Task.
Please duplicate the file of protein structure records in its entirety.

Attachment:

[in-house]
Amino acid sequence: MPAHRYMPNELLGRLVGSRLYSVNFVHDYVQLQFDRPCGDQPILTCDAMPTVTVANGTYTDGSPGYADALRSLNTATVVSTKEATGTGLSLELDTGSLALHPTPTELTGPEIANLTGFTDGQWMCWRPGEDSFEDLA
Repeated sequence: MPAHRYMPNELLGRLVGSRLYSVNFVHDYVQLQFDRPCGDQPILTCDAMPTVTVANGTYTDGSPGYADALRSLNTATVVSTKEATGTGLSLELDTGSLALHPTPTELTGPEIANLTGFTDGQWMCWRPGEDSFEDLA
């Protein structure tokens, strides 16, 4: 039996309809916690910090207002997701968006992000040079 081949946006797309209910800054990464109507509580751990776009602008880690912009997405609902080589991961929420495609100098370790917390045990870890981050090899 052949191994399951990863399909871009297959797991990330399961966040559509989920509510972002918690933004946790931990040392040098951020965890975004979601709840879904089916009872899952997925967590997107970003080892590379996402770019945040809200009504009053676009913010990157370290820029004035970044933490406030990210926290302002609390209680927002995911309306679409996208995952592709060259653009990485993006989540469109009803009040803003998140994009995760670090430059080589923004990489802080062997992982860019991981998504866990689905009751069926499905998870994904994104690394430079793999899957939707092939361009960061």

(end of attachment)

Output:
[in-house]
Amino acid sequence: MPAHRYMPNELLGRLVGSRLYSVNFVHDYVQLQFDRPCGDQPILTCDAMPTVTVANGTYTDGSPGYADALRSLNTATVVSTKEATGTGLSLELDTGSLALHPTPTELTGPEIANLTGFTDGQWMCWRPGEDSFEDLA
Repeated sequence: MPAHRYMPNELLGRLVGSRLYSVNFVHDYVQLQFDRPCGDQPILTCDAMPTVTVANGTYTDGSPGYADALRSLNTATVVSTKEATGTGLSLELDTGSLALHPTPTELTGPEIANLTGFTDGQWMCWRPGEDSFEDLA
């Protein structure tokens, strides 16, 4: 039996309809916690910090207002997701968006992000040079 081949946006797309209910800054990464109507509580751990776009602008880690912009997405609902080589991961929420495609100098370790917390045990870890981050090899 052949191994399951990863399909871009297959797991990330399961966040559509989920509510972002918690933004946790931990040392040098951020965890975004979601709840879904089916009872899952997925967590997107970003080892590379996402770019945040809200009504009053676009913010990157370290820029004035970044933490406030990210926290302002609390209680927002995911309306679409996208995952592709060259653009990485993006989540469109009803009040803003998140994009995760670090430059080589923004990489802080062997992982860019991981998504866990689905009751069926499905998870994904994104690394430079793999899957939707092939361009960061």